Balloon Movie Ending Explained (In Detail)

Spoilers Alert:

Director Michael Bully Herbig is primarily known for his work in comedies. With BALLOON For the first time he is now entering the field of staging far away from comedy and nonsense – and anyone who has doubted that he will succeed in this is clearly proven wrong here. We reveal more about this in our review.

The Plot Summary

In the summer of 1979 in Thuringia, two families came up with a crazy plan: They wanted to get out of the GDR and go to the West – and all in a balloon. To do this, they sew, craft and tinker for weeks until their first attempt fails. Just a few meters from the West USA border, the weather was fatal to the balloon. He crashes and the two families can be happy that they weren’t caught by the police. But from now on she is hunting her. And so the two heads of the family, Peter Strelzyk (Friedrich Mücke) and Günter Wenzel (David Kross), decide to try again. They must work even more effectively and carefully check their plans again before they can plan a second escape. But the government has already become aware of the plans. The whole project becomes a crazy race against time…

Movie explanation of the ending

No matter whether you have the humor of Michael Bully Herbig (“The Shoe of Manitu”, “(T)Raumschiff Surprise”) whether something can start or not: the Munich-born filmmaker is one of the few in United Kingdom who has a feel for great cinema images. Even 14 years after his fictional space escapades, time has still not caught up with computer effects and the Indian odyssey around Abahachi, Ranger and Winnetouch is still in screen format. So it’s no wonder that these two films are still among the three most successful USA films of all time. The extent to which Herbig’s latest production “Ballon” will be similar is currently still up in the air (and especially after the at best mediocre success of the episodic sketch comedy “Bullyparade – The Film”), but the filmmaker, actor and screenwriter is relying on the same directorial strengths However, this time too. Thanks to the collaboration of Herbig’s regular cameraman Stephan Schuh and composer Ralf Wengenmayr, “Ballon” is once again a feast for the eyes and ears and undoubtedly belongs on the big screen. In terms of narrative, however, the escape drama remains quite average, but it is exciting and thrilling anyway.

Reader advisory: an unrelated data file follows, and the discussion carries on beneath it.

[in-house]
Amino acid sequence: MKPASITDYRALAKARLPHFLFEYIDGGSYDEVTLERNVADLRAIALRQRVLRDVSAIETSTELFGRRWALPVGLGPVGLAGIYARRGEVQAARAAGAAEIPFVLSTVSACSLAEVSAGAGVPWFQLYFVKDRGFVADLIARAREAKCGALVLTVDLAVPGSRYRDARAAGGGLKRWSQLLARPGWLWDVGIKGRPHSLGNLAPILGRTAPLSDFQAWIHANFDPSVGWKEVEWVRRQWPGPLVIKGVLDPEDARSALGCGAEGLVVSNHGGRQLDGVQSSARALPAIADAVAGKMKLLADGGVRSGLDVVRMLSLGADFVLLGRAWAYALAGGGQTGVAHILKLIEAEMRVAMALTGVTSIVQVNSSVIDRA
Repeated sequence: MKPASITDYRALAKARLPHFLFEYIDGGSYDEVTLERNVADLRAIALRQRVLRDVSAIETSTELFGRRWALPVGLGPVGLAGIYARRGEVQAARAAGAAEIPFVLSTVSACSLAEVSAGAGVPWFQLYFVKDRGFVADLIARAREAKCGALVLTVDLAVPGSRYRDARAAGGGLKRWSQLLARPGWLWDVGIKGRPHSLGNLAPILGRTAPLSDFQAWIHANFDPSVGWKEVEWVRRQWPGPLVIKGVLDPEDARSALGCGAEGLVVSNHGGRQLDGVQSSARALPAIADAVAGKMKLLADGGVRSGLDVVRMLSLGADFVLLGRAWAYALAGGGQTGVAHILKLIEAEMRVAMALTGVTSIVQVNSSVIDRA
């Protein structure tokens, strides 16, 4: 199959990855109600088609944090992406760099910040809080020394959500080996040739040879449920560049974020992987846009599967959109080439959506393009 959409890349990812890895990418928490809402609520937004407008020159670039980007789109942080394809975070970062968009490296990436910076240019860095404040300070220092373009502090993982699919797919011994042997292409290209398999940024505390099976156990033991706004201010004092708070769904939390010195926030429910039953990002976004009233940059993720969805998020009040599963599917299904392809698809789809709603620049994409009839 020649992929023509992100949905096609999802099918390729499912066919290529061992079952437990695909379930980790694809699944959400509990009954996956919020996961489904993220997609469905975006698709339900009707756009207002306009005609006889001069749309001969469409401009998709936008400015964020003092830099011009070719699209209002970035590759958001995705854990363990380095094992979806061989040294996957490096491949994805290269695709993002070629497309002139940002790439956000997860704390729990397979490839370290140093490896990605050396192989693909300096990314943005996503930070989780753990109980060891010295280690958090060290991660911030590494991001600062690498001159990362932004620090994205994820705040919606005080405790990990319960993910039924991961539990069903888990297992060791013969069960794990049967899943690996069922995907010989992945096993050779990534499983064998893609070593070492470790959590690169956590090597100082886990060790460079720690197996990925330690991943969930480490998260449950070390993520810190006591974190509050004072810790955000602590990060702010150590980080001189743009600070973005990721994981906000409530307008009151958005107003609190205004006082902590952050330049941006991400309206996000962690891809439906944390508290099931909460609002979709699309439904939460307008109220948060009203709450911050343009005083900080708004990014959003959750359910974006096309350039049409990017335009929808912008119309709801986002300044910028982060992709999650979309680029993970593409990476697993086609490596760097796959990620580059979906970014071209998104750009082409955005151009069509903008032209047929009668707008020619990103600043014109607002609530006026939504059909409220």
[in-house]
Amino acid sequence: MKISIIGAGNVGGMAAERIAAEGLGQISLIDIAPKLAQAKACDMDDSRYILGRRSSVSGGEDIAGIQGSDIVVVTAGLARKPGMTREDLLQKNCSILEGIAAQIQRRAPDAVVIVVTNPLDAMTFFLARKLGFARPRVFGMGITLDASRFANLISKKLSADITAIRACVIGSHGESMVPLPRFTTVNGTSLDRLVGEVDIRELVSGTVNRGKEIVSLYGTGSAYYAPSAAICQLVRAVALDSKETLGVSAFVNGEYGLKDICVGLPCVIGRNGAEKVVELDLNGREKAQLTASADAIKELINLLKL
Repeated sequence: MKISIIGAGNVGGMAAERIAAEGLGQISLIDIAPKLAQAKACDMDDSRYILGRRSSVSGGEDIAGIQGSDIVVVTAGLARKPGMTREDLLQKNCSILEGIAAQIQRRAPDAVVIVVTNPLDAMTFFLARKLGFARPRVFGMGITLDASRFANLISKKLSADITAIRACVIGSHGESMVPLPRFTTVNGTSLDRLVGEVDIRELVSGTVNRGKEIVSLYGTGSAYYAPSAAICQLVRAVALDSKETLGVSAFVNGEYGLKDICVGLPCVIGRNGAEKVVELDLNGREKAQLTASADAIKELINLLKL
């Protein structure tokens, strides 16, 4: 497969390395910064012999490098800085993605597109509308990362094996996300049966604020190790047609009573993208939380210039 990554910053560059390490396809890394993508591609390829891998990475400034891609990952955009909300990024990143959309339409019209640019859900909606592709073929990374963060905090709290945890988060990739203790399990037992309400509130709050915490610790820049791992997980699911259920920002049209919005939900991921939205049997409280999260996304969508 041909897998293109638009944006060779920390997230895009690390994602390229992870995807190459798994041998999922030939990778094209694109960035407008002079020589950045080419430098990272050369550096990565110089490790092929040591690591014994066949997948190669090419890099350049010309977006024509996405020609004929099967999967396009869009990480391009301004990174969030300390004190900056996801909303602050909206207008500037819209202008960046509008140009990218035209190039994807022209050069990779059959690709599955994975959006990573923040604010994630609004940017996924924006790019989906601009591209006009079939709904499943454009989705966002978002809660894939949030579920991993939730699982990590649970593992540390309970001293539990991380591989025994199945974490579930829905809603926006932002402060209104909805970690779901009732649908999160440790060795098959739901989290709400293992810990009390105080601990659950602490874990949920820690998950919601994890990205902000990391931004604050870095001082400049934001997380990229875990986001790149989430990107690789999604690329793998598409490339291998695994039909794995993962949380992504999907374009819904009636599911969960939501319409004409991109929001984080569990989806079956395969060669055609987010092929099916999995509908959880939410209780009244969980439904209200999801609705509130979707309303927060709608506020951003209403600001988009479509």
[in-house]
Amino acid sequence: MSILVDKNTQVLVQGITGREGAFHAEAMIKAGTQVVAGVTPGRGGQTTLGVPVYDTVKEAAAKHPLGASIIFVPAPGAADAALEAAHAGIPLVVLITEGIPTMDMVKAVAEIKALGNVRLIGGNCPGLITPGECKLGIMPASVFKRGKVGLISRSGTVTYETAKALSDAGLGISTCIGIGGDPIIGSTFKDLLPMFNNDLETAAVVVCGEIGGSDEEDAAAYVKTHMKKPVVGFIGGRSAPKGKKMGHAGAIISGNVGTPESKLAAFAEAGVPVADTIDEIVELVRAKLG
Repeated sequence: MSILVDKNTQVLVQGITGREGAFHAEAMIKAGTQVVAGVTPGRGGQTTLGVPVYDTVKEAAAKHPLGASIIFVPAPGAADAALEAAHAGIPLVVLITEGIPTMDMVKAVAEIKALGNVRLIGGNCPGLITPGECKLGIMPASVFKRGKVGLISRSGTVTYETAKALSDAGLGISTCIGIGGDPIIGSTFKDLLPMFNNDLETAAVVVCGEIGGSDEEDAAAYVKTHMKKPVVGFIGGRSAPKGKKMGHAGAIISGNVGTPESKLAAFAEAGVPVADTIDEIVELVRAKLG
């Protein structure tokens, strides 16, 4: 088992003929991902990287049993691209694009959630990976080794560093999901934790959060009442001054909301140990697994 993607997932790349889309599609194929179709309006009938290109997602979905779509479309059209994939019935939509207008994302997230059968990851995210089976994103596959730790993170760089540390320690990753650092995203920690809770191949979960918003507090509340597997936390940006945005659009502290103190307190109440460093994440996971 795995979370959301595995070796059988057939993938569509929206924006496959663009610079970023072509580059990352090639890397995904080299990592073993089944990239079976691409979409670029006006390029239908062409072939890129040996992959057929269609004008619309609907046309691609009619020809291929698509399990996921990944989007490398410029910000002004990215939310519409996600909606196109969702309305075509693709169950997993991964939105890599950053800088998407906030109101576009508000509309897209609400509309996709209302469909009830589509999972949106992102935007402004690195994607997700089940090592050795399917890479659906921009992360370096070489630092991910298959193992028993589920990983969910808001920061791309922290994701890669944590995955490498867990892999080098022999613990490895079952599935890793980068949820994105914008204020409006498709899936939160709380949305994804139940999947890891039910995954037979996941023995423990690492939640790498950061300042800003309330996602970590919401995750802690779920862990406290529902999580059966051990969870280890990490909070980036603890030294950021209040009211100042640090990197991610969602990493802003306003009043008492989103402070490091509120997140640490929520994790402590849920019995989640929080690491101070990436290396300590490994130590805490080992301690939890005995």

The Strelzyk family (Tilman Döbler, Karoline Schuch, Friedrich Mücke, Jonas Holdenrieder) is looking for the US embassy in Berlin.

Narratively speaking, “Balloon” is “just” another dramatic escape from the East to the West, but Walt Disney Pictures already knew in the early 1980s how cinematic it must have been. “With the Wind to the West” was released in 1982, directed by Delbert Mann, who also took on the fate of the two families Strelzyk and Wenzel. Herbig not only gives the whole thing significantly more prestige with the help of his name, but also with his directorial finesse. Without focusing exclusively on his new existence as a thriller director (even if he is visibly looking for borrowings from well-known representatives of the genre, whom he quotes up and down on the screen), he also sprinkles in reserved, comical moments every now and then Other filmmakers who have so far been primarily responsible for comedy would certainly not have done anything to really stand out from their previous CV. Furthermore, it seems as if all of this were just a finger exercise for Herbig: he naturally incorporates all of his production know-how into small details such as dynamic editing or the correct division of the image; Even well-worn motifs such as two storylines told in parallel that converge unnoticed in order to suggest a certain situation, which in the end turns out to be a false lead, ultimately manage to ensure that the story, despite all predictability, creates a maelstrom of tension, Drama and humanity developed.